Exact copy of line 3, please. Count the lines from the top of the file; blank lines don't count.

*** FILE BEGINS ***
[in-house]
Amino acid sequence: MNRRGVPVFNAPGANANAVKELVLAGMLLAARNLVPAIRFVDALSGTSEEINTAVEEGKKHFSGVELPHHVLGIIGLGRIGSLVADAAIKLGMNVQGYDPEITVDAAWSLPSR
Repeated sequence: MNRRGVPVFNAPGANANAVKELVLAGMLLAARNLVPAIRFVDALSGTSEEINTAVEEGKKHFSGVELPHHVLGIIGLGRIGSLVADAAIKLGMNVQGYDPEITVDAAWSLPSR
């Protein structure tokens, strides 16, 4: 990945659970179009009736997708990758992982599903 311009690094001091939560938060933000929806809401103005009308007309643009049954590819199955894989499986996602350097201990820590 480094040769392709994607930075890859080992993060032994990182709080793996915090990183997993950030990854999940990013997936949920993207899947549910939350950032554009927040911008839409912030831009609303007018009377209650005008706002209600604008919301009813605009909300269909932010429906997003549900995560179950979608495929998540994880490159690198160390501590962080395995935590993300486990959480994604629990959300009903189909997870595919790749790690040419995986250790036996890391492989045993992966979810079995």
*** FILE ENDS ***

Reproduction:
Repeated sequence: MNRRGVPVFNAPGANANAVKELVLAGMLLAARNLVPAIRFVDALSGTSEEINTAVEEGKKHFSGVELPHHVLGIIGLGRIGSLVADAAIKLGMNVQGYDPEITVDAAWSLPSR